2018 Water, Air and Food Winners
Water Explorer Program
150,000+ litres saved
Ebomvini Primary School
Godloza, Kwazulu Natal, South Africa
Periodic droughts devastate rural areas like Godloza where Ebomvini Primary School is located. Ebomvini School staff and students have teamed up to develop innovative solutions for water usage, conservation, and recycling. They have also educated the wider community on these solutions.
Within the school the students have developed innovative approaches to recycling grey water, upcycling waste, developing a permaculture garden, designing an ec0-brick pond, and even creating ec0-brick furniture. They have been active in all phases of their projects: design, execution, maintenance, and monitoring.
To educate the wider community, staff and students initiated a successful Water Festival, a regional first. Students created and operated colourful stands showing solutions to a range of water challenges, including usage auditing, filtration, permaculture techniques, wetland conservation, and “secret water” within plants. Complemented by music and dance, the festival drew 875 visitors from the 1200 persons community.
Despite limited internet access, Embovini staff and students created 20 blogs and 10 challenges, including MYO (Make your Own) tippy taps, alien plant removal, growing indigenous pulses, permaculture gardening, and a vegetarian cook up. They spearheaded community projects like the Emzimkhuli River cleanup campaign, and a water workshop for the Ray Nzkonyeni municipality. They also showcased their achievements at the Eskom Science Expo and the municipality headquarters.
To date the initiative has saved over 150,000 litres of water, garnered 75 water-saving pledges, established a regular wetland cleanup campaign, created a permanent permaculture garden, and launched long-term water conservation projects like a bucket system.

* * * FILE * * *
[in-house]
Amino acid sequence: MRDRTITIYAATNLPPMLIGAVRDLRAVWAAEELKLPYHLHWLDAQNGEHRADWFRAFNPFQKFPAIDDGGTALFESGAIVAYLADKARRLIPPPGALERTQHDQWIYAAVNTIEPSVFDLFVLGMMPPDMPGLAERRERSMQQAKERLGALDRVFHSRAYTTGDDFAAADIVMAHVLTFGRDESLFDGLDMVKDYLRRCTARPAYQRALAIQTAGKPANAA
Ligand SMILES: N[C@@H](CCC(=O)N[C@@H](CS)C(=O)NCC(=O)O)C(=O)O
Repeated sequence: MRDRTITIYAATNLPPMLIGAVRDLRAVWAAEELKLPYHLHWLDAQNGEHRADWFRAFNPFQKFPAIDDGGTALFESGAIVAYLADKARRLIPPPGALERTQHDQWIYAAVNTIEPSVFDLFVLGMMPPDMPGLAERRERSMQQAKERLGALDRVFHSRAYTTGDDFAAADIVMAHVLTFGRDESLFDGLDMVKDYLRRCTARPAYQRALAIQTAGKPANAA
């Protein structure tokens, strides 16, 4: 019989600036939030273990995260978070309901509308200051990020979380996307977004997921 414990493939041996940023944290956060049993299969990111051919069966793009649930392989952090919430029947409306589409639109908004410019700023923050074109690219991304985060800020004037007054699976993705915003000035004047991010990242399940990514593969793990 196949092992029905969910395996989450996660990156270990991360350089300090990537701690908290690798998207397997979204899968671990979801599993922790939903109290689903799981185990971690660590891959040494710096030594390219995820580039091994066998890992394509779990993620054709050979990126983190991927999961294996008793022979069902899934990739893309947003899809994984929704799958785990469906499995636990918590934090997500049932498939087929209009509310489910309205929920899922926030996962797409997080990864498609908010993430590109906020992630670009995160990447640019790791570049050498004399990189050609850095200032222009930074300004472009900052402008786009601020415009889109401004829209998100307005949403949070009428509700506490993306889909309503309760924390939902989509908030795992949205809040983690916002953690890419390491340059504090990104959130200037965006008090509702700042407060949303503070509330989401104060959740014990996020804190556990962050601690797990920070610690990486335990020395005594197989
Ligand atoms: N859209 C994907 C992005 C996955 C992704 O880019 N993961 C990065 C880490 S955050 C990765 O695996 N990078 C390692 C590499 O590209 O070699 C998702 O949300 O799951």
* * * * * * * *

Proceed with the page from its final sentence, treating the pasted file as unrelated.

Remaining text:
People and Planet Life Foundation (PPLF)
Rural Nigeria, near the urban centres of Enugu, Port-Harcourt, Abuja, Lagos
In this area, large families are common, often headed only by women who receive no external help. Before “The Fish Farm Project”, their main source of income was subsistence agriculture.
PPLF has shifted the local economy from subsistence agriculture to aquaculture, in particular fish farming. The organization educates local women to run this business independently and profitably.
Over 600 women have been trained, and 345 have established their own fish farms. In many cases their household income has increased by 60%. Of these 345 women, 231 have scaled up their endeavours by establishing additional aquaculture businesses. A fish farm ‘micro credit scheme’ developed in each community has generated income, providing loans to women for establishing other aquaculture businesses.
The next step is to scale up the project with a 10,000 capacity catfish farm for 200 women in nearby communities. The farm will also serve as an aquaculture learning centre.
Wood-fueled stoves, common throughout Nicaragua, pollute household air, causing high levels of lung disease and other health problems, particularly among rural children and older people.
FUPROSOMUNIC has mobilized community groups to develop healthier lifestyles: constructing solar ovens and food dryers, as well as learning about nutrition, bio-intensive home gardening, water purification, child care and other important topics. The solar ovens have diminished indoor air pollution considerably and lessened deforestation. Successive health improvements have followed from nutrition training and the gardening program. Some households’ income has also increased from selling surplus produce. The programme has empowered participating women.
The programme aims to offer workshops to more families, with a focus on solar ovens and food dryers and bio-intensive home gardens. This training will empower Nicaraguan communities to improve their wellbeing, creating a ripple effect to inspire their neighbours and the broader society.
Trichur District, Kerala State, India
72% of district households rely on wells which dry up in the summer season. Mazhapolima took up the challenge of conserving winter monsoon rainwater in the wells.
Mazhapolima harvests rainwater runoff from rooftops during the rainy season. Households install a pipeline in the roof directly connected to a well / borehole where they store the water. This sustains them throughout the dry season. Using rain water also avoids other common problems like coastal saline ingress and high iron content in open wells.
Participating households have found that ‘well recharging’ has put an end to water scarcity in the summer. The project has installed over 30,000 rainwater collection and well recharging systems. Mazhapolima is now busy installing new systems to meet growing demand.
Mazhapolima wishes to spread the good news throughout Kerala State, India and the world. A WAFA Award can showcase this approach to relieve the growing global water crisis.